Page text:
Those disagreements could have been anticipated, since in the immediate after- math of the single-party state in 1991, the oppositions splintered along ethnic lines. Individual parties drew support from particular areas dominated by specific ethnic groups that were mobilized along tribal lines by individual leaders on the basis of their past, present, and future promises of delivering more political patronage. It was such a splintering of the political elite—encouraged enthusiastically by the then-ruling party— that characterized politics between 1992 and 2002. The unification of the opposition behind Mwai Kibaki and under the NARC banner managed to push KANU out of power, but that unity was temporary.
As the disagreements within the coalition deepened, some members of the leadership wanted to preserve NARC as one political entity. They argued that since NARC had contested the election as a single party, it should remain together and be further strengthened. Others argued that the NARC coalition had come together to remove KANU from power. Now that KANU had been defeated, there was no need for NARC’s unity to continue.
The first, “centralizing” group of leaders harked back to the era of the 1960s and 70s, when the Kenyan economy grew under the authoritarian rule of President Jomo Kenyatta. Their view was based on an implicit, and ultimately destructive, notion that Kenyatta’s Kikuyu tribe and the associated communities possessed the capacity to get the economy moving again after a period of prolonged incompetence, looting, and resulting stagnation. That implicit organizing idea around which many members of the ruling elite coalesced manifested itself in a number of ways, including, for example, with regard to early appointments of senior public officials, including myself.
More destructively, it manifested itself in the arrogance of those who believed that the Kikuyu tribe would produce economic growth and be allowed some “excesses” in return. That was a model that was reasonably successful during the Cold War and had only started to falter in the mid 1980s, when the Moi regime consolidated. By 2004, it began to look as though the state was dominated by “Cold Warriors” seeking to impose their 1970s political ideals on the new realities
Young People Are Changing Africa
But the Cold War had ended. Young people —influenced by television, radio, the Internet, and mobile phones—who now make up a majority of the population, do not remember Jomo Kenyatta—except for what they read about him. In the cities, the young generation speaks its own language, “Sheng,” which is a combination of English and Kiswahili. They are less deferential toward their leaders than their parents were. They are better educated and more exposed to the world than any preceding generation. There are both negative and positive aspects of those developments. These changes hold true—in varying degrees—for the whole of Africa.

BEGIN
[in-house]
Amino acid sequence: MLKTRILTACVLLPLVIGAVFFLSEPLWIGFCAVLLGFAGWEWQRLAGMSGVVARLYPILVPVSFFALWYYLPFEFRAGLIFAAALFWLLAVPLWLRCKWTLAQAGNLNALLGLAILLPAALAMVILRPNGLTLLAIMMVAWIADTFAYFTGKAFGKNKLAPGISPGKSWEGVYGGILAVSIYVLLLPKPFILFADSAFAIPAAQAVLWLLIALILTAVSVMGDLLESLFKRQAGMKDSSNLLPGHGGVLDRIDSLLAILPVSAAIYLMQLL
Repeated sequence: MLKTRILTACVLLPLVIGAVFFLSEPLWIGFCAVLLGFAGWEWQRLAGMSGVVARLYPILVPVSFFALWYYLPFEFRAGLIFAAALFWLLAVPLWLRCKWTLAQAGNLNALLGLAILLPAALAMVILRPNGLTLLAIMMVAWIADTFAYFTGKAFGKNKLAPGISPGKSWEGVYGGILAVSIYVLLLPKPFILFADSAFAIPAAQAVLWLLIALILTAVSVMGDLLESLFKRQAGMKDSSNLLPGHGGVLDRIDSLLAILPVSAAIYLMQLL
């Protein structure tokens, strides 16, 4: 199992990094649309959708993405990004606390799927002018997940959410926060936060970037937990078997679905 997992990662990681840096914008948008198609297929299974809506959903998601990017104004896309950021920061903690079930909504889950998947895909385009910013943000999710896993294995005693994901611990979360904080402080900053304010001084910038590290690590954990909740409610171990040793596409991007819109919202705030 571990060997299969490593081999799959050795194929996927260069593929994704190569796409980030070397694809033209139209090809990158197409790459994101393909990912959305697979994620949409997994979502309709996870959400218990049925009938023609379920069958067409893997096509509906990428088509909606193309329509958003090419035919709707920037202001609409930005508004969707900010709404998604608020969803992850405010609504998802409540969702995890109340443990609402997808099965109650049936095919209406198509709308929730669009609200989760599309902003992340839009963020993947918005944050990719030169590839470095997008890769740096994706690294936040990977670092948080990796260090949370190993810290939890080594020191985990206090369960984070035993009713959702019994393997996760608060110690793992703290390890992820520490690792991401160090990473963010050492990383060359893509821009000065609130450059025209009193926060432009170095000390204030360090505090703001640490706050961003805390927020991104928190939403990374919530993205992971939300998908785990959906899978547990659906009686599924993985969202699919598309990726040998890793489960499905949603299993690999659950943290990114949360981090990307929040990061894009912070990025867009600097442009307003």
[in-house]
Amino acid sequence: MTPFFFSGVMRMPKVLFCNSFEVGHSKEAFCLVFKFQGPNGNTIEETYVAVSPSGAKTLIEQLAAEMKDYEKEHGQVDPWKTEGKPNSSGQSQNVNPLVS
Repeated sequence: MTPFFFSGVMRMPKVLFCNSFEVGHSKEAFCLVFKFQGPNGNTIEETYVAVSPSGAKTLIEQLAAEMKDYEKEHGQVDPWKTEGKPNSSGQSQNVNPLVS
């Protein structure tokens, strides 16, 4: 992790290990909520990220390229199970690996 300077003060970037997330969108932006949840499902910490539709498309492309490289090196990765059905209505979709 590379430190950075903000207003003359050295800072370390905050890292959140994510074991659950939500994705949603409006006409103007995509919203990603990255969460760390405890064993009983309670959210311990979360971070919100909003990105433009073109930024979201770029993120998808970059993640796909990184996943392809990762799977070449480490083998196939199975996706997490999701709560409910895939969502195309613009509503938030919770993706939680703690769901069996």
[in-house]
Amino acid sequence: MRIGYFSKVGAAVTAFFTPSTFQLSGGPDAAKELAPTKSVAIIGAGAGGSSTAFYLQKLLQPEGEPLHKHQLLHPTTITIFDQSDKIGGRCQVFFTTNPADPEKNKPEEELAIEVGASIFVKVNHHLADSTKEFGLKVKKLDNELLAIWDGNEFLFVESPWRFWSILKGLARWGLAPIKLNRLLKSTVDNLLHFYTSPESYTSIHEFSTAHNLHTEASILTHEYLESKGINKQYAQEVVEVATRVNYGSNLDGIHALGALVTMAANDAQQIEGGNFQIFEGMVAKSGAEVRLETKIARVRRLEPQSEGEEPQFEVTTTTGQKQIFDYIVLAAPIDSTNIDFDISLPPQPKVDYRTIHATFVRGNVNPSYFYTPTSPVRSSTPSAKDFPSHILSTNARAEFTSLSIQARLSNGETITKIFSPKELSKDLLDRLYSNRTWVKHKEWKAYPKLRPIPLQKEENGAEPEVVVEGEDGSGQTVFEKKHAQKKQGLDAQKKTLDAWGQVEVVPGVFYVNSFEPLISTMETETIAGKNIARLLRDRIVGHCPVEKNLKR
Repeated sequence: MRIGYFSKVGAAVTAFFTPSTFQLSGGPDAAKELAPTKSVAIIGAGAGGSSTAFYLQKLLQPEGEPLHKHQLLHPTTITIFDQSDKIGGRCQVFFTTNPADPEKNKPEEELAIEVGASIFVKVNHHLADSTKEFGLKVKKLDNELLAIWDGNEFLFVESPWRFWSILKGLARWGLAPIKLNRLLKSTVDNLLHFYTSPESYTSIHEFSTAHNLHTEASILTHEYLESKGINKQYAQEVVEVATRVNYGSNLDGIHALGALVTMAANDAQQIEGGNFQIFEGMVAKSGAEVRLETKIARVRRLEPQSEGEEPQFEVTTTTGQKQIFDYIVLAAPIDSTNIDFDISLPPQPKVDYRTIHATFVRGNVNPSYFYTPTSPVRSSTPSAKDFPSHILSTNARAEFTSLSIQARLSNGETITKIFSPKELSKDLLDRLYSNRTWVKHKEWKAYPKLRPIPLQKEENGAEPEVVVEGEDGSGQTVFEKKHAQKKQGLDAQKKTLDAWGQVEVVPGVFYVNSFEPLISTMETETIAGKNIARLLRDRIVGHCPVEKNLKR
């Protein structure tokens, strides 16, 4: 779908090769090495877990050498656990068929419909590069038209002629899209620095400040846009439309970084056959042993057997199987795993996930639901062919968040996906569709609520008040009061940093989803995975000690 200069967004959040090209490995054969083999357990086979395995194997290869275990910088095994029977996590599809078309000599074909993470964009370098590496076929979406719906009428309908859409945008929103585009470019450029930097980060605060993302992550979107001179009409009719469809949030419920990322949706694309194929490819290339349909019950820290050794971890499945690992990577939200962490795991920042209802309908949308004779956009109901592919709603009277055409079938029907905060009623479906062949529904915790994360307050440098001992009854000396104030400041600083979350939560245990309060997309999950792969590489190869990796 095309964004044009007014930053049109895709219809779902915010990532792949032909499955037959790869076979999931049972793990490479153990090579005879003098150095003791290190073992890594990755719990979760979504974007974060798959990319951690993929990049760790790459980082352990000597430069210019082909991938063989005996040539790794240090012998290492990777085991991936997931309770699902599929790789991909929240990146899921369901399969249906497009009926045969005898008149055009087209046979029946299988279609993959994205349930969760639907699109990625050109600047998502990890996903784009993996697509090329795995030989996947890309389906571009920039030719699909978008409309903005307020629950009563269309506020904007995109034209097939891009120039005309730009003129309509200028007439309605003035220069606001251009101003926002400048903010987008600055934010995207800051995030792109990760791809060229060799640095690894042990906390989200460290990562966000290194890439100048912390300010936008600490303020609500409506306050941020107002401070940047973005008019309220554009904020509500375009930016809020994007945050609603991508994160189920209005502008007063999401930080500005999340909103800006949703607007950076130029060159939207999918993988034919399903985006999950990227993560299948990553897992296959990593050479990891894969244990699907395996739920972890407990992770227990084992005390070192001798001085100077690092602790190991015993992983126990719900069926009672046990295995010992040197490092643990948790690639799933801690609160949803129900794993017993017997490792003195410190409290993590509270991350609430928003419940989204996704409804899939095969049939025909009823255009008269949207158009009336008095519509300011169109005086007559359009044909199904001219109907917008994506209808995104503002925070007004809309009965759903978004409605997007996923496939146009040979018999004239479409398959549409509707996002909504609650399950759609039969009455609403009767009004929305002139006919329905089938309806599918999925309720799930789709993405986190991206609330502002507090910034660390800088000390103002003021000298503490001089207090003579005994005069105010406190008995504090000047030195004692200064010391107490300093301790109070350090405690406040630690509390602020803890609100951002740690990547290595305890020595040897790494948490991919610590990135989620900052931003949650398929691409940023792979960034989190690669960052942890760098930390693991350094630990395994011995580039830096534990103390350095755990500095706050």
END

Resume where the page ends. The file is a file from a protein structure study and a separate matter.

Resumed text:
Moreover, the relevance of Africa’s former development partners and of foreign aid has declined since the end of the Cold War. That was in part the result of the West’s disengagement from directly supporting the corrupt central government and its support for civil society in the 1980s and 1990s. Other factors leading to the decline of Western influence in Africa included reduction of the government’s capacity to absorb aid, improved tax collection that decreased Africa’s reliance on foreign aid, and the rise of political correctness that saw conditional lending as “imperialistic.”
The 1990s saw an unleashing of many freedoms, which changed the way in which Africans see themselves. In particular, there emerged a more confident urban population, which, while acknowledging the shortcomings of life in Africa, also feels an affinity with urban young around the world. That is especially true with respect to access to information, for technological interconnectedness has heightened expectations among the young. Today, African governments have to be sensitive to those expectations or risk political crises. Consequently, foreign aid, although still important to those countries that receive budgetary support and infusions of emergency aid to mitigate natural disasters, might also be less relevant in the minds and hearts of an entire generation of young Africans whose outlook is more global. Throughout the 1980s and 90s, Africa was the world’s least globalized continent.
Moreover, the information age arrived when Africa’s own institutions were at their weakest and the suppression of the intellectual class at its worst, in the 1980s. However, successful elections in a country like Kenya, in which the electorate clearly articulated its wishes, point to a strengthening of the democratic process.
First published by CATO Institute as Development Policy Briefing Paper No. 2, March 15, 2007.
By John Githongo
Former permanent secretary for governance and ethics in the Office of the President of Kenya and a senior associate member of St.Antony’s College, Oxford University.